Vinaya Pitaka (3): Khandhaka

by I. B. Horner | 2014 | 386,194 words | ISBN-13: 9781921842160

The English translation of the Khandhaka: the second book of the Pali Vinaya Pitaka, one of the three major ‘baskets’ of Therevada canonical literature. It is a collection of various narratives. The English translation of the Vinaya-pitaka (third part, khandhaka) contains many Pali original words, but transliterated using a system similar to the I...

On the lesser and minor training rules

Kd.21.1.9 Then the venerable Ānanda spoke thus to the monks who were elders: “The Lord, honoured sirs, spoke thus to me at the time of his attaining nibbāna: ‘If the Order, Ānanda, after my death is willing, the lesser and minor rules of training[1] may be abolished’.”[2]

“But did you, reverend Ānanda, ask the Lord, saying: ‘But which, Lord, are the lesser and minor rules of training?’”

“No, I, honoured sirs, did not ask the Lord, saying: ‘But which, Lord, are the lesser and minor rules of training?’”

Some elders spoke thus: “Except for the rules for the four offences involving defeat, the rest are lesser and minor rules of training.” Some elders spoke thus: “Except for the rules for BD.5.399 the four offences involving defeat, Vin.2.288 except for the rules for the thirteen offences entailing a Formal Meeting of the Order, the rest are lesser and minor rules of training.” Some elders spoke thus: “Except for the rules for the four offences involving defeat … except for the rules for the two undetermined offences, the rest are lesser and minor rules of training.” Some elders spoke thus: “Except for the rules for the four offences involving defeat … except for the rules for the thirty offences of expiation involving forfeiture, the rest are lesser and minor rules of training.” Some elders spoke thus: “Except for the rules for the four offences involving defeat … except for the rules for the ninety-two offences of expiation, the rest are lesser and minor rules of training.” Some elders spoke thus: “Except for the rules for the four offences involving defeat … except for the rules for the four offences which ought to be confessed, the rest are lesser and minor rules of training.”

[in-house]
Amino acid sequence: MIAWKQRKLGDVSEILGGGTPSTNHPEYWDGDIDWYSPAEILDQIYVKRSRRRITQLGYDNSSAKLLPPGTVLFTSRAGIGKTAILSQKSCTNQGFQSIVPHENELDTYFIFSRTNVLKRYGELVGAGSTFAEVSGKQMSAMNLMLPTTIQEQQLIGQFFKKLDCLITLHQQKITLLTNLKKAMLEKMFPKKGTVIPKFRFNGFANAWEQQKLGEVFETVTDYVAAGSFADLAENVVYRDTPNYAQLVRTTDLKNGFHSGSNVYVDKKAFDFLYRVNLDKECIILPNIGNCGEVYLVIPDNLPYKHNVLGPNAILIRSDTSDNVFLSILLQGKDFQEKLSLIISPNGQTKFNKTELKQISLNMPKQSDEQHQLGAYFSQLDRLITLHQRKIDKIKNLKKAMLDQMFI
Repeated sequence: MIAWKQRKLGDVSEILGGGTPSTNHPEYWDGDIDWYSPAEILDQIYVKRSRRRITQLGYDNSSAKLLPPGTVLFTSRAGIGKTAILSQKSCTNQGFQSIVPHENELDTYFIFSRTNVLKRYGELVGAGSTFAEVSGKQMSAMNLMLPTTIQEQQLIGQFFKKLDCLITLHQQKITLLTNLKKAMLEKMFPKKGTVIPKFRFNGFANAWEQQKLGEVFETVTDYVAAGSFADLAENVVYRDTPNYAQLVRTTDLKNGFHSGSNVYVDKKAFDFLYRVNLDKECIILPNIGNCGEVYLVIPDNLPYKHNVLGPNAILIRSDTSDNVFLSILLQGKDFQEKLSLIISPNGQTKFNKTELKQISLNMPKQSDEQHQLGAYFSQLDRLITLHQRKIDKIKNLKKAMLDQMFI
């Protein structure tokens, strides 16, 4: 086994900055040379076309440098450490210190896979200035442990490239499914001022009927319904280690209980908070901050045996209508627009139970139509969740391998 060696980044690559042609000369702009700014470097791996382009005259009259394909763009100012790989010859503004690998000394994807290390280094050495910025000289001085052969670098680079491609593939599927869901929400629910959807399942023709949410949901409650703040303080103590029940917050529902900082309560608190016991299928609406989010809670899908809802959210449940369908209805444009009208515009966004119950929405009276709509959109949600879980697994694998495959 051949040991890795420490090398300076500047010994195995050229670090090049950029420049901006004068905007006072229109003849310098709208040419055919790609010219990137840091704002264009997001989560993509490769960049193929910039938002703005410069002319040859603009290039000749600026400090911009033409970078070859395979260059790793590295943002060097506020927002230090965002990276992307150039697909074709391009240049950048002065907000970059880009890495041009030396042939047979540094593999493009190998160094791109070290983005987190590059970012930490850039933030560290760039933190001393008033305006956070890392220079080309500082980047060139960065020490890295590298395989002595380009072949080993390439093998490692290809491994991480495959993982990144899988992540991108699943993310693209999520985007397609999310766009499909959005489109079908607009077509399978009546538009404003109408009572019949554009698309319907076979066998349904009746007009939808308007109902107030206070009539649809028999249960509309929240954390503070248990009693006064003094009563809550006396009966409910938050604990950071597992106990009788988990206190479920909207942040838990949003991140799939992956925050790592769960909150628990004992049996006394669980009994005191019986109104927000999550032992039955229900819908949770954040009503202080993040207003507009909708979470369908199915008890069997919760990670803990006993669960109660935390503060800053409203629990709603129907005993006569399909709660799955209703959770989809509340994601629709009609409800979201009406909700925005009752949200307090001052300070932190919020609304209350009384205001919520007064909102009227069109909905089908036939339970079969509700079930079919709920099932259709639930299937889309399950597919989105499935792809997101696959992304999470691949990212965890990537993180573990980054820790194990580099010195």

Then the venerable Kassapa the Great informed the Order, saying: “Your reverences, let the Order listen to me. There are rules of training for us which affect householders, and householders know concerning us: ‘This is certainly allowable for the recluses, sons of the Sakyans, this is certainly not allowable.’ If we were to abolish the lesser and minor rules of training there would be those who would say: ‘At the time of his cremation[3] a rule of training had been laid down by the recluse Gotama for disciples; while the Teacher was amongst them these trained themselves in the rules of training, but since the Teacher has attained nibbāna among them, they do not now train themselves in the rules of training.’ If it seems right to the Order, the Order should not lay down what has not been laid down, nor should it abolish what has been laid down. It should proceed in conformity with and according to the rules of training that have been laid down.[4] This is the motion.[5] Your reverences, let the Order listen to me. There are rules of training for us … ‘… these do not now train themselves in the rules of training.’ The Order is not laying down what has not been laid down, nor is it abolishing BD.5.400 what has been laid down. It is proceeding in conformity with and according to the rules of training that have been laid down. If the not laying down of what has not been laid down, if the not abolishing of what has been laid down, if the proceeding in conformity with and according to the rules of training that have been laid down are pleasing to the venerable ones, they should be silent; he to whom they are not pleasing should speak. The Order is not laying down what has not been laid down, it is not abolishing what has been laid down, it is proceeding in conformity with and according to the rules of training that have been laid down. It is pleasing to the Order, therefore it is silent. Thus do I understand this.


Kd.21.1.10 Then the monks who were elders spoke thus to the venerable Ānanda: “This, reverend Ānanda, is an offence of wrong-doing for you, in that you did not ask the Lord, saying: ‘But which, Lord, are the lesser and minor Vin.2.289 rules of training?’ Confess that offence of wrong-doing.”